Human Resources

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As a Human resources specialist, you will recruit, screen, interview, and place workers. In addition to recruiting and placing workers, you will help guide employees through all human resources procedures and answer questions about policies and manage work related conflict. You will often administer benefits and handle any associated questions or problems. You will also ensure that all human resources functions comply with federal, state, and local regulations. And with a degree in Human Development and Family Studies, you will have an understanding of the professional skills needed to complete work related tasks.

Education and Certification Requirements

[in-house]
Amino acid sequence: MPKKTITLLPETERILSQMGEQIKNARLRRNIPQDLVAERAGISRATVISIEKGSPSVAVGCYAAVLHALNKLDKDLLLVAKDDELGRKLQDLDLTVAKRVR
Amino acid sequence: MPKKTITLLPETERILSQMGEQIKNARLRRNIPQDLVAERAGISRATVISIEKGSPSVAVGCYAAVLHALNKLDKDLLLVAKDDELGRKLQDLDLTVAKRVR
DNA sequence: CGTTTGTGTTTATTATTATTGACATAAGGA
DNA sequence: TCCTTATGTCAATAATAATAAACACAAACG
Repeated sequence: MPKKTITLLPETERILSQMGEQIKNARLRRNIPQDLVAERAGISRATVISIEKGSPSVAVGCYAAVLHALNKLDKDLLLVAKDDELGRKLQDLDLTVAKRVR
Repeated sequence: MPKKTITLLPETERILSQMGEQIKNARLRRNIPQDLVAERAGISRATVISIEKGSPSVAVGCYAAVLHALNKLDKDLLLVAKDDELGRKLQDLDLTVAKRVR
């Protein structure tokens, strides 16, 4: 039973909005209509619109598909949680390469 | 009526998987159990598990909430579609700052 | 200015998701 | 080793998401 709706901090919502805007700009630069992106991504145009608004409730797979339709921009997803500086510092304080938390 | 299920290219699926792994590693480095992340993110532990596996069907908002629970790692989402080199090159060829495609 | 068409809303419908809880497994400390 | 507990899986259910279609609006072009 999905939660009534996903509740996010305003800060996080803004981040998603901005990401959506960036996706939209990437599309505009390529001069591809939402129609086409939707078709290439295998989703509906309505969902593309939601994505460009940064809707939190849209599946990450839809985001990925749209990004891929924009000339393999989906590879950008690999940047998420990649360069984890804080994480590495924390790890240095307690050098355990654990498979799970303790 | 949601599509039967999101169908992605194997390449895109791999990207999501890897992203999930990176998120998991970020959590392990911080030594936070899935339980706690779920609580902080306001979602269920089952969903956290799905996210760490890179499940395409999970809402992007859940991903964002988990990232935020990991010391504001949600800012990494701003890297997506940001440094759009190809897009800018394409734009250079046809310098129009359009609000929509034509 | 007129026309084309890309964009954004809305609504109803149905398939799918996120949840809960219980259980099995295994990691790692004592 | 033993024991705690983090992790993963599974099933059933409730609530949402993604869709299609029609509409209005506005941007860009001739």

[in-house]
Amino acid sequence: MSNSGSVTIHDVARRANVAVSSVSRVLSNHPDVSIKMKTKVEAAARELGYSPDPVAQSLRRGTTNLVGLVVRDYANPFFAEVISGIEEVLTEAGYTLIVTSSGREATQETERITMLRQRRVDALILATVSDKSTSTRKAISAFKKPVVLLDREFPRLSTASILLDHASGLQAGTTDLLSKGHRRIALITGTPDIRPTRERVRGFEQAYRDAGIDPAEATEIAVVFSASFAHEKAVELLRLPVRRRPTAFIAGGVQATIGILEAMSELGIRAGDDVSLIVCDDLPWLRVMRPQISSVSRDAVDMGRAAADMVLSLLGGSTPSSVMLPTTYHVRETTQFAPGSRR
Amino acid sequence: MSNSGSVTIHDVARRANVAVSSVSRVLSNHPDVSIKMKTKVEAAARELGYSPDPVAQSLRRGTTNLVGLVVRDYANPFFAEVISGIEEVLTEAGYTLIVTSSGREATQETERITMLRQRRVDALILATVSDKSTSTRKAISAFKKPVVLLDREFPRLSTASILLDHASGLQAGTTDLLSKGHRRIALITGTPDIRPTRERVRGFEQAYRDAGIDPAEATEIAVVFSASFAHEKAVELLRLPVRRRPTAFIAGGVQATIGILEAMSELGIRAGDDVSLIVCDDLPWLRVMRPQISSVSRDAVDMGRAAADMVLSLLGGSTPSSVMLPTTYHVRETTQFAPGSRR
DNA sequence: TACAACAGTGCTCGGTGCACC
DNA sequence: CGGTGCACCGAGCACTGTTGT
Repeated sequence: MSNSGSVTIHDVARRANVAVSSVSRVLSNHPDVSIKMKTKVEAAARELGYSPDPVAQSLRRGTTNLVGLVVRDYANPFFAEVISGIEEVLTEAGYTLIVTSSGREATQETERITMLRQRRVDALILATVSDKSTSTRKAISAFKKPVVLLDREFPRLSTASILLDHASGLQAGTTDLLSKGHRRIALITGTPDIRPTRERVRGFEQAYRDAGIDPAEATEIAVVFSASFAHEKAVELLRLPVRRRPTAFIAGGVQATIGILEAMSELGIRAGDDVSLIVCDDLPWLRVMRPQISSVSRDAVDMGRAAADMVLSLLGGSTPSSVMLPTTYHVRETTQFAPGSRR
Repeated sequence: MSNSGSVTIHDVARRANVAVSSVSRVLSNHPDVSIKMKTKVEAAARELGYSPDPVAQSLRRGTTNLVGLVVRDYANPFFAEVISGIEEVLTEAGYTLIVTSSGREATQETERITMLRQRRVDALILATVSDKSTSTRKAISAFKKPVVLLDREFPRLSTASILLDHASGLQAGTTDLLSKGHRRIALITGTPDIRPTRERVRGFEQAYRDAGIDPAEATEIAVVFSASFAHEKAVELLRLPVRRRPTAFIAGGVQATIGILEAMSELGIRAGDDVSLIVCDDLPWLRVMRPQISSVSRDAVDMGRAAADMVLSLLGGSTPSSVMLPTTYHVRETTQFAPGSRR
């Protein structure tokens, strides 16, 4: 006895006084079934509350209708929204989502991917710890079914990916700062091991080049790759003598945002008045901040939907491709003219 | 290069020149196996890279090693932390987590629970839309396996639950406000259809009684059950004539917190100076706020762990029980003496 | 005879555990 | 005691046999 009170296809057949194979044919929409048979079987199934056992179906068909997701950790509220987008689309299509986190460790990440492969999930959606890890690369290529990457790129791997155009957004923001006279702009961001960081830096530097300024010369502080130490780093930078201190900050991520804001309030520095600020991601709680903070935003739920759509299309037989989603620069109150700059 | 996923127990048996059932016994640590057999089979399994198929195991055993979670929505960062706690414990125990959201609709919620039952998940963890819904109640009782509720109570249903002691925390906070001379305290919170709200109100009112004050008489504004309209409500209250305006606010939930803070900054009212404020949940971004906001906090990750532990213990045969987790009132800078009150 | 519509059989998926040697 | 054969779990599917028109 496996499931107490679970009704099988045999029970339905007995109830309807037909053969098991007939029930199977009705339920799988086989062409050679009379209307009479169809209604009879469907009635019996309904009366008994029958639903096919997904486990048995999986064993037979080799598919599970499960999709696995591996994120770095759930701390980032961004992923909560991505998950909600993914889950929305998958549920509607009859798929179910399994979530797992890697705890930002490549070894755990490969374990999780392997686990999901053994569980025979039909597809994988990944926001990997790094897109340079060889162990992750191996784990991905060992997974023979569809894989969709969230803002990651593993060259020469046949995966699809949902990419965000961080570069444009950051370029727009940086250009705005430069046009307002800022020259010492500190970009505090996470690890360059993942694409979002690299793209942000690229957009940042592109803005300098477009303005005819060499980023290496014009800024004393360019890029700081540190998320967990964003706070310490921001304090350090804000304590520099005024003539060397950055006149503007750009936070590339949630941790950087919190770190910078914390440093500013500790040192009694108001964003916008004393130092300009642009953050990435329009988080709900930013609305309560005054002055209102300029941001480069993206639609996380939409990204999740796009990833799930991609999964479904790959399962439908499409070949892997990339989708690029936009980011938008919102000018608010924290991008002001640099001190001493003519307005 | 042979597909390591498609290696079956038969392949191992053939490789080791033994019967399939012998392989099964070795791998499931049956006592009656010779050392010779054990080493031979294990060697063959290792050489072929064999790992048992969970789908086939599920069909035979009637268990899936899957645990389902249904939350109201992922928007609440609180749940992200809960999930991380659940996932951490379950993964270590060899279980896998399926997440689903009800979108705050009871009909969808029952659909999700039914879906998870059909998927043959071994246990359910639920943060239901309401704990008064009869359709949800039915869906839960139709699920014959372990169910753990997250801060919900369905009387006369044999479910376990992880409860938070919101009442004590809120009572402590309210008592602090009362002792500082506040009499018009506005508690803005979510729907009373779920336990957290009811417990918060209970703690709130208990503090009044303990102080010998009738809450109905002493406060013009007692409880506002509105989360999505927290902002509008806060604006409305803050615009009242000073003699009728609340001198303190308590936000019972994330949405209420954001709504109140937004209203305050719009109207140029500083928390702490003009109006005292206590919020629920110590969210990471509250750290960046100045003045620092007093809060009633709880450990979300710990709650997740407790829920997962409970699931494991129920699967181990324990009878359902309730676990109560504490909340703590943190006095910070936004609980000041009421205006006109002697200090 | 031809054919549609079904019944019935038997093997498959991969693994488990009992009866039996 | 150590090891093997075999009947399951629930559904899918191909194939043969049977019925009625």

Applicants must usually have a bachelor’s degree. However, the level of education and experience required to become a human resources specialist or labor relations specialist varies by position and employer.  Many students go on to earn a masters degree in HR. 

Pay

The median annual wage for human resources specialists was $60,880 in May 2018. The median wage is the wage at which half the workers in an occupation earned more than that amount and half earned less. The lowest 10 percent earned less than $36,270, and the highest 10 percent earned more than $104,390.

Job Outlook

Employment of human resources specialists is projected to grow 7 percent from 2016 to 2026, about as fast as the average for all occupations.

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